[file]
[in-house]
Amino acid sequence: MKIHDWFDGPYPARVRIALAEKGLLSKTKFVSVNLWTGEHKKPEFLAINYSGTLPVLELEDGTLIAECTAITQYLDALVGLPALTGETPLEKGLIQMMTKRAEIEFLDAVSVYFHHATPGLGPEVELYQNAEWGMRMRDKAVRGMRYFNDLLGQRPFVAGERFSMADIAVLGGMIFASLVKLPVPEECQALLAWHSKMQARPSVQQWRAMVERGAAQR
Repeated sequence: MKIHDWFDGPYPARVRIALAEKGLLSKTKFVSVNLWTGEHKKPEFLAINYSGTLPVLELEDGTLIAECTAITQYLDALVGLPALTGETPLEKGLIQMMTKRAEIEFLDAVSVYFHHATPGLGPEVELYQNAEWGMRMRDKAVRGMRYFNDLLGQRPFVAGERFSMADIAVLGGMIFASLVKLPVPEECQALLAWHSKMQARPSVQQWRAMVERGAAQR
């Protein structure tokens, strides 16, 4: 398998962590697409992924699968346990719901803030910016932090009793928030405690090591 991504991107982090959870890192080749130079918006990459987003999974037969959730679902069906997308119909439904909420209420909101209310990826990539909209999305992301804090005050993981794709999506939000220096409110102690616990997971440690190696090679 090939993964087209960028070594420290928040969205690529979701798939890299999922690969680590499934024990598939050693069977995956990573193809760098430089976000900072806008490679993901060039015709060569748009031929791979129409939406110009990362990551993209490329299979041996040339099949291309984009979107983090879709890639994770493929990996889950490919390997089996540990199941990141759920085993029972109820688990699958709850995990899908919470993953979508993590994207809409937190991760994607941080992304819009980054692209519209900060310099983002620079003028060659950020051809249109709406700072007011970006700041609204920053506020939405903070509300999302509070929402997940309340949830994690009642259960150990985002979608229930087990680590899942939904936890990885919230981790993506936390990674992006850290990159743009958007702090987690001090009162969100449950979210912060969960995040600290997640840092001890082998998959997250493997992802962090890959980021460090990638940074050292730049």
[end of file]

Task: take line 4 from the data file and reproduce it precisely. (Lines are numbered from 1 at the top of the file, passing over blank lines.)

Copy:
């Protein structure tokens, strides 16, 4: 398998962590697409992924699968346990719901803030910016932090009793928030405690090591 991504991107982090959870890192080749130079918006990459987003999974037969959730679902069906997308119909439904909420209420909101209310990826990539909209999305992301804090005050993981794709999506939000220096409110102690616990997971440690190696090679 090939993964087209960028070594420290928040969205690529979701798939890299999922690969680590499934024990598939050693069977995956990573193809760098430089976000900072806008490679993901060039015709060569748009031929791979129409939406110009990362990551993209490329299979041996040339099949291309984009979107983090879709890639994770493929990996889950490919390997089996540990199941990141759920085993029972109820688990699958709850995990899908919470993953979508993590994207809409937190991760994607941080992304819009980054692209519209900060310099983002620079003028060659950020051809249109709406700072007011970006700041609204920053506020939405903070509300999302509070929402997940309340949830994690009642259960150990985002979608229930087990680590899942939904936890990885919230981790993506936390990674992006850290990159743009958007702090987690001090009162969100449950979210912060969960995040600290997640840092001890082998998959997250493997992802962090890959980021460090990638940074050292730049």